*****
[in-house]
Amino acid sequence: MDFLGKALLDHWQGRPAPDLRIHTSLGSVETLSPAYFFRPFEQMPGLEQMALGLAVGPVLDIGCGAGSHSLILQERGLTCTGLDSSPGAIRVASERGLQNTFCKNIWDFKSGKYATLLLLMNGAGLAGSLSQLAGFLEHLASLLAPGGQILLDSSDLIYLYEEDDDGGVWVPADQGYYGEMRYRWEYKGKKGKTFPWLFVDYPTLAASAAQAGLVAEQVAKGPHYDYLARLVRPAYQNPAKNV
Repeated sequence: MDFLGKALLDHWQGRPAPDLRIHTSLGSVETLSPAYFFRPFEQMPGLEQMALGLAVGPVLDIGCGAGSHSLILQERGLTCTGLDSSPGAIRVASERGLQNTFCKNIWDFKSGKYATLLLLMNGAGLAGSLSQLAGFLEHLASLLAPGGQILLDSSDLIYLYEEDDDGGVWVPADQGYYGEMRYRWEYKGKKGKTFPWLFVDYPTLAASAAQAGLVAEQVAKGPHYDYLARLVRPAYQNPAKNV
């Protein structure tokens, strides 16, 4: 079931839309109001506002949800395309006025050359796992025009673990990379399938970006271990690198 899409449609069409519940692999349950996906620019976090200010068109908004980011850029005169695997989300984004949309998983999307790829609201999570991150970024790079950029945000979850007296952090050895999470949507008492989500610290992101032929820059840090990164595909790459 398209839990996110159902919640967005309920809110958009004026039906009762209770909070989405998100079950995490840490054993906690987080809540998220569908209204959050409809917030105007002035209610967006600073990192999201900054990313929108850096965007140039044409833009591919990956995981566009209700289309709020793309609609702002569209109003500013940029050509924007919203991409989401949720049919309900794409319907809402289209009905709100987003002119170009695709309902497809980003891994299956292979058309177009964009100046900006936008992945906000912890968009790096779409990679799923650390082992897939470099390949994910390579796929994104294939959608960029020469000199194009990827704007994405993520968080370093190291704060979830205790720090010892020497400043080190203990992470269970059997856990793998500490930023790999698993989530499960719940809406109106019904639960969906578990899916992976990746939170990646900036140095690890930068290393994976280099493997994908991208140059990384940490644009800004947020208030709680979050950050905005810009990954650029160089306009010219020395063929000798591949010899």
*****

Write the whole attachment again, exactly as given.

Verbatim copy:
[in-house]
Amino acid sequence: MDFLGKALLDHWQGRPAPDLRIHTSLGSVETLSPAYFFRPFEQMPGLEQMALGLAVGPVLDIGCGAGSHSLILQERGLTCTGLDSSPGAIRVASERGLQNTFCKNIWDFKSGKYATLLLLMNGAGLAGSLSQLAGFLEHLASLLAPGGQILLDSSDLIYLYEEDDDGGVWVPADQGYYGEMRYRWEYKGKKGKTFPWLFVDYPTLAASAAQAGLVAEQVAKGPHYDYLARLVRPAYQNPAKNV
Repeated sequence: MDFLGKALLDHWQGRPAPDLRIHTSLGSVETLSPAYFFRPFEQMPGLEQMALGLAVGPVLDIGCGAGSHSLILQERGLTCTGLDSSPGAIRVASERGLQNTFCKNIWDFKSGKYATLLLLMNGAGLAGSLSQLAGFLEHLASLLAPGGQILLDSSDLIYLYEEDDDGGVWVPADQGYYGEMRYRWEYKGKKGKTFPWLFVDYPTLAASAAQAGLVAEQVAKGPHYDYLARLVRPAYQNPAKNV
């Protein structure tokens, strides 16, 4: 079931839309109001506002949800395309006025050359796992025009673990990379399938970006271990690198 899409449609069409519940692999349950996906620019976090200010068109908004980011850029005169695997989300984004949309998983999307790829609201999570991150970024790079950029945000979850007296952090050895999470949507008492989500610290992101032929820059840090990164595909790459 398209839990996110159902919640967005309920809110958009004026039906009762209770909070989405998100079950995490840490054993906690987080809540998220569908209204959050409809917030105007002035209610967006600073990192999201900054990313929108850096965007140039044409833009591919990956995981566009209700289309709020793309609609702002569209109003500013940029050509924007919203991409989401949720049919309900794409319907809402289209009905709100987003002119170009695709309902497809980003891994299956292979058309177009964009100046900006936008992945906000912890968009790096779409990679799923650390082992897939470099390949994910390579796929994104294939959608960029020469000199194009990827704007994405993520968080370093190291704060979830205790720090010892020497400043080190203990992470269970059997856990793998500490930023790999698993989530499960719940809406109106019904639960969906578990899916992976990746939170990646900036140095690890930068290393994976280099493997994908991208140059990384940490644009800004947020208030709680979050950050905005810009990954650029160089306009010219020395063929000798591949010899």